Low-income, minority parents have “learned the hard way about the consequences of not having the high-level reading and math skills needed for the high-paying blue- and white-collar jobs,” he writes. They know their children won’t have a future in the job market if they’re not “literate, numerate, and knowledgeable about the world around them.”
High-quality schools serving disadvantaged students, such as KIPP charters, have shown that “poor and minority children can succeed if they are provided comprehensive college-preparatory curricula, high-quality instruction, help in the form of intensive reading and math remediation, and the nurturing cultures of genius in which they are more than just future athletes and musicians,” Biddle concludes.
Remember “natural rhythm?”
Minnesota has more high school robotics teams than boys’ hockey teams, reports the Minneapolis Star-Tribune. It’s “chic to be geek.”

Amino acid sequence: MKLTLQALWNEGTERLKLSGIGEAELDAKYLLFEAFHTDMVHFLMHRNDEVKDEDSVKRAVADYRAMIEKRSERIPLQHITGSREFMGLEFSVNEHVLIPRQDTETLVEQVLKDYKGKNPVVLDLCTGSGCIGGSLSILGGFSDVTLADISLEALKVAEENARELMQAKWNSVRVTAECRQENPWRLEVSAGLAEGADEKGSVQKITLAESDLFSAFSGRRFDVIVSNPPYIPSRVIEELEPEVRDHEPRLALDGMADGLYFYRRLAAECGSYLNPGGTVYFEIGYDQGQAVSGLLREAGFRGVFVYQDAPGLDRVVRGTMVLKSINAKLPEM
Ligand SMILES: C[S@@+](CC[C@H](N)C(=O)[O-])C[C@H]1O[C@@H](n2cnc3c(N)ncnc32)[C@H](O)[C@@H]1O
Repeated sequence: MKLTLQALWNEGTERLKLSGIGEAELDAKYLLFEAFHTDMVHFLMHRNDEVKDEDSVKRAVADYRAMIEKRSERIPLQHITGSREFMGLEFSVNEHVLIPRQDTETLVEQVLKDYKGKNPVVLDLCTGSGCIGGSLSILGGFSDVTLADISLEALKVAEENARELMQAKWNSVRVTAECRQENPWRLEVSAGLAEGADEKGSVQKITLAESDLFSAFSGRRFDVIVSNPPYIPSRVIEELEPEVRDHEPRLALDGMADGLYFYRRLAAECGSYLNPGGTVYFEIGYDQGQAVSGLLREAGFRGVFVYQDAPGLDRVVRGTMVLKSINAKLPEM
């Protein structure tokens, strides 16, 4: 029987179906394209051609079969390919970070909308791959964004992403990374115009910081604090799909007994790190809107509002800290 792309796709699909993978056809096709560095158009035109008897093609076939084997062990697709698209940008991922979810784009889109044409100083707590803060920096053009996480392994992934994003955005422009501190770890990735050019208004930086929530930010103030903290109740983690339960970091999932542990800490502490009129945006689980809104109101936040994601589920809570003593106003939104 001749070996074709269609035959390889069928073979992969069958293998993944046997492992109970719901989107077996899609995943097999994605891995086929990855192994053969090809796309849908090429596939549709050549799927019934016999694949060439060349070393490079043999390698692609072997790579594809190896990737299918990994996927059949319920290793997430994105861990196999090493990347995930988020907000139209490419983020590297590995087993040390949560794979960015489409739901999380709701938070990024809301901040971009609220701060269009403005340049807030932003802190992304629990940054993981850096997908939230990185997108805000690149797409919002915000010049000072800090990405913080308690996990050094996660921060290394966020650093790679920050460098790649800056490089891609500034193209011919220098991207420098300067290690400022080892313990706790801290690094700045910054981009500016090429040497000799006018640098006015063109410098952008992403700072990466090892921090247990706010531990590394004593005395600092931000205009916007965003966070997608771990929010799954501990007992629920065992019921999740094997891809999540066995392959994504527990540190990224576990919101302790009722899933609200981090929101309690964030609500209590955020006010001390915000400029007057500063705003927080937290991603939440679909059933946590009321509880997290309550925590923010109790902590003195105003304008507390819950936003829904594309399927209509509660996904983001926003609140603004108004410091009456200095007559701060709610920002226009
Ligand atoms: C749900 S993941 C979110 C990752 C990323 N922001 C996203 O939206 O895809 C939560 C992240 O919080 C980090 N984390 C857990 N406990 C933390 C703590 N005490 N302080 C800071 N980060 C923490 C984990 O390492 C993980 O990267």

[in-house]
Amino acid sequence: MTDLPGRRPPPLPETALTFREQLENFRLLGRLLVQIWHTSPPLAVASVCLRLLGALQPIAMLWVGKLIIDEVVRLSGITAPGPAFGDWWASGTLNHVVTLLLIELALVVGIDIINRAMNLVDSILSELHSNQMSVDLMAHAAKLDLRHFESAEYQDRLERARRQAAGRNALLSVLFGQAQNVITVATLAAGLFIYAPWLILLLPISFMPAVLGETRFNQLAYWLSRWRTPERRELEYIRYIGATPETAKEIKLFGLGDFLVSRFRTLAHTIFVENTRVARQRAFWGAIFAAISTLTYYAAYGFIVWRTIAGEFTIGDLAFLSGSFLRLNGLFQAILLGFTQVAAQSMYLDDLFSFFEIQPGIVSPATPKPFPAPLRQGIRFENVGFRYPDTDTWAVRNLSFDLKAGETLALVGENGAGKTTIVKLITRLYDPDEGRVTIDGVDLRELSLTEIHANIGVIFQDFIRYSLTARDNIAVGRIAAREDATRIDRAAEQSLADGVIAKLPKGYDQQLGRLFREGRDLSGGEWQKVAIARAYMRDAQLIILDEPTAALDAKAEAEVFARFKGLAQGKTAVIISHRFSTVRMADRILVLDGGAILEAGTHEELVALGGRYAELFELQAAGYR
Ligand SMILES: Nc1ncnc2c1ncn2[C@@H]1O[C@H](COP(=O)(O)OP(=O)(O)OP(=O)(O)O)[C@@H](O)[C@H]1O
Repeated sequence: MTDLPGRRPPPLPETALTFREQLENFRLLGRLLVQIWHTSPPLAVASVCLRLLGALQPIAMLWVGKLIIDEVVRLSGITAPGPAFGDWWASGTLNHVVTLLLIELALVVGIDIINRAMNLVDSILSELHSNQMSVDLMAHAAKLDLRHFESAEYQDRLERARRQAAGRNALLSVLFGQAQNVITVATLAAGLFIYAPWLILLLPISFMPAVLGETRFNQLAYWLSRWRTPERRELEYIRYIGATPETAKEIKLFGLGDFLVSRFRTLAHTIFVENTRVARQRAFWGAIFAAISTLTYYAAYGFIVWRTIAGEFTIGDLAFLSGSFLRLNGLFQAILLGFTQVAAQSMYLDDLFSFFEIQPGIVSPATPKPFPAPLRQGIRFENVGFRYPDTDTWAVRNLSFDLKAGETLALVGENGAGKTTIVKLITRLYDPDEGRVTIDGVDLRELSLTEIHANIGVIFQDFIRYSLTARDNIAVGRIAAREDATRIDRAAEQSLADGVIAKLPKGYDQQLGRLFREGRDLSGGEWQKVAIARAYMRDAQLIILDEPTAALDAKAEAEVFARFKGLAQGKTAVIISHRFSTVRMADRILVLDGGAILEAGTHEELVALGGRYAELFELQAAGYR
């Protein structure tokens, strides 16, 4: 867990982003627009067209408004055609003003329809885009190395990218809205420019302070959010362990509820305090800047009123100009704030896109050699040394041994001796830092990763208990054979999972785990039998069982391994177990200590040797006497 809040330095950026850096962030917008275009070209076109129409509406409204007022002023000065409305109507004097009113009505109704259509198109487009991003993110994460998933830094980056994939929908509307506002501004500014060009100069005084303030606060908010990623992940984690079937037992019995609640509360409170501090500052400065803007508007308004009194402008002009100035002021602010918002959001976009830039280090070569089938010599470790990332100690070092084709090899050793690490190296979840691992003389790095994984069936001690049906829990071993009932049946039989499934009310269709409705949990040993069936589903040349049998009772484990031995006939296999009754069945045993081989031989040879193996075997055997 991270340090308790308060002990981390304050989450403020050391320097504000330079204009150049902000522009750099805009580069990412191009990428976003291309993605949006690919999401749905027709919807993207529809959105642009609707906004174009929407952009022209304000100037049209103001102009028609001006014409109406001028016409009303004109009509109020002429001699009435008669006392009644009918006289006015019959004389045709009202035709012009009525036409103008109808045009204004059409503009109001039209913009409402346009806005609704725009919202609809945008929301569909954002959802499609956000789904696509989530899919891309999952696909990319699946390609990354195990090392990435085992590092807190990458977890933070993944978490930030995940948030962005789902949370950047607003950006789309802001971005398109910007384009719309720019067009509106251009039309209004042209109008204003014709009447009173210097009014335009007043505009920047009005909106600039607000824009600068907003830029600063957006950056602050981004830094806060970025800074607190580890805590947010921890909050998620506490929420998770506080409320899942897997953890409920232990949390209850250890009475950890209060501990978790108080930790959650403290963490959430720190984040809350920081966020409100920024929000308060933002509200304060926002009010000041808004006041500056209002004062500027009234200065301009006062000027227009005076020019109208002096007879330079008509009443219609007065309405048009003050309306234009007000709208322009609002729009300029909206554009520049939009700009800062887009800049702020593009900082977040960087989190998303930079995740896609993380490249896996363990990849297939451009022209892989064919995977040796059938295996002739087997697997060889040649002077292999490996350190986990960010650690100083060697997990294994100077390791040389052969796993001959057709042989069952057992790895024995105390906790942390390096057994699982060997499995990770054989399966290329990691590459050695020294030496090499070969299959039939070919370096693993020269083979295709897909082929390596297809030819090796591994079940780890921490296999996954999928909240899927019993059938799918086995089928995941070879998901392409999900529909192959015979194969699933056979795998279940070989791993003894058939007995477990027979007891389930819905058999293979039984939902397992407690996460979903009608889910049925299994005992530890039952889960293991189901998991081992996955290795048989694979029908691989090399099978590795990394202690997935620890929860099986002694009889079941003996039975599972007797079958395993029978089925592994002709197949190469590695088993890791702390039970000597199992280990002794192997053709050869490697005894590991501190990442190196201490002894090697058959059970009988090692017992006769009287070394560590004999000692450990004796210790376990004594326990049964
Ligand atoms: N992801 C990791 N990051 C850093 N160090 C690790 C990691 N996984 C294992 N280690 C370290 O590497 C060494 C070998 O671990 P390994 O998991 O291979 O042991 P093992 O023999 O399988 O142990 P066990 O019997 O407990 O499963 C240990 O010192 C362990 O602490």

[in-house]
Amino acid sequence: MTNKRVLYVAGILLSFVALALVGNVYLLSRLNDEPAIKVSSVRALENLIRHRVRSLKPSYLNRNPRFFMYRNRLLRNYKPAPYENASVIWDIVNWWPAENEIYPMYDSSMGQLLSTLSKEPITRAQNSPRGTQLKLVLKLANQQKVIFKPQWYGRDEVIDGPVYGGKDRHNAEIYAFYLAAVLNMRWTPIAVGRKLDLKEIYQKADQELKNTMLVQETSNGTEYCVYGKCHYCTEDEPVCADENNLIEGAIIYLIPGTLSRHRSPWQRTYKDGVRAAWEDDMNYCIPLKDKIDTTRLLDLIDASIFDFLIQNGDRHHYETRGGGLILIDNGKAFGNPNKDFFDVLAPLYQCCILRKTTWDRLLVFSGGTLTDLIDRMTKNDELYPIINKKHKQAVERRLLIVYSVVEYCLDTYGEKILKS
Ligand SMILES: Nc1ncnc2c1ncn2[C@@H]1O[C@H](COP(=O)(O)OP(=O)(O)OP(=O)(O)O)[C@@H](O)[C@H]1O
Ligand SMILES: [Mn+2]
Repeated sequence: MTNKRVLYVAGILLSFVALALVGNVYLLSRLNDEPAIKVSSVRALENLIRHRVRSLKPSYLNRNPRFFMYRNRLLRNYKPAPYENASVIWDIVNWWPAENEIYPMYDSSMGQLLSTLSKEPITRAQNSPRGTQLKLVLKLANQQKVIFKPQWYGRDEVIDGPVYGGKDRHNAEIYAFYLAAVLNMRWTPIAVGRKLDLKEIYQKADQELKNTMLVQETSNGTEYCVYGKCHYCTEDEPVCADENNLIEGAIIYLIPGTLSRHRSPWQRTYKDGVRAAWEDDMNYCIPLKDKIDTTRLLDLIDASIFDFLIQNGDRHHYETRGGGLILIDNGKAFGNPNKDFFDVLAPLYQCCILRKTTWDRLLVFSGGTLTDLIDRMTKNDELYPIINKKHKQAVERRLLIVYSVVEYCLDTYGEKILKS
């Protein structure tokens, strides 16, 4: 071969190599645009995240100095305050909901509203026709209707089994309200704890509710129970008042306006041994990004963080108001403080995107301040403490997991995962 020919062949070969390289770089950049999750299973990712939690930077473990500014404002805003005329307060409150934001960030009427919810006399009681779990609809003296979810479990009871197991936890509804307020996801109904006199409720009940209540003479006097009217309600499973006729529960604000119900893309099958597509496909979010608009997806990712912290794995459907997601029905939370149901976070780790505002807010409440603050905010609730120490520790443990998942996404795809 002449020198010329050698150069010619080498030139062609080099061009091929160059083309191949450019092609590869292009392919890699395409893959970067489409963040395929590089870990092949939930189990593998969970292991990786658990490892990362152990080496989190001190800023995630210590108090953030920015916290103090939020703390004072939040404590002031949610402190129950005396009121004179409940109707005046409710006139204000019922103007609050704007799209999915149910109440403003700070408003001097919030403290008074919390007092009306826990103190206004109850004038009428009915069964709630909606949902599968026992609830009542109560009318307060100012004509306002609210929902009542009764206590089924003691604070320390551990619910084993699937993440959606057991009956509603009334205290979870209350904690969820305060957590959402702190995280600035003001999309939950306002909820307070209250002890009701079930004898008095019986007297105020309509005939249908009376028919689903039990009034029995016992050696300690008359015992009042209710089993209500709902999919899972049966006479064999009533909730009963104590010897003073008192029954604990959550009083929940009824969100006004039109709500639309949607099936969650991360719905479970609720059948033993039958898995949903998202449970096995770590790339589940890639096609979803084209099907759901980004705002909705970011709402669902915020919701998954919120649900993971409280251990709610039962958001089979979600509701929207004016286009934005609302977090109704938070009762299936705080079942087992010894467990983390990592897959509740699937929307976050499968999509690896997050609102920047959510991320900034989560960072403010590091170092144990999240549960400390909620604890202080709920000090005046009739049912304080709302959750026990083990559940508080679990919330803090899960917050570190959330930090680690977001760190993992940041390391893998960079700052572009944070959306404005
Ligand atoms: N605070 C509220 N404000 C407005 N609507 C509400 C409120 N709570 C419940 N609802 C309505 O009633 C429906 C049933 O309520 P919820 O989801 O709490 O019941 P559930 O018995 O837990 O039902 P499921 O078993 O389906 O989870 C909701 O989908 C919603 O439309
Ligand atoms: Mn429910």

“Varsity robotics” is treated like an athletic sport.
Robotics team members are getting varsity letters and patches, being paraded before school assemblies like other sports stars and seeing trophies in the same lobby display cases as their football, basketball or baseball counterparts.
At the state tournament, teams compete for the championship by building robots to perform a task set every year. Last year, the robots shot basketballs. This year, they throw Frisbees.
It’s illegal to offer free, online courses in Minnesota, state education officials have told Coursera, which partners with universities to provide massive open online courses, or MOOC’s. Under state law, a degree-granting institution must pay get state authorization and pay a registration fee to offer instruction.
It’s a matter of “consumer protection for students,” Tricia Grimes, a policy analyst for the state’s Office of Higher Education, told the Chronicle of Higher Education.
Stanford, Columbia, Michigan, et al don’t charge students for Coursera courses and don’t offer degrees to MOOC students. That doesn’t matter, another official tells Slate. Students can’t waste their money, but they might waste their time in a non-authorized course, says George Roedler, manager of institutional registration and licensing at the Minnesota Office of Higher Education.
Coursera added a terms of service notice telling Minnesotans not to do any learning, unless they go out of state. I predict ridicule will lead to a MOOC exception very quickly.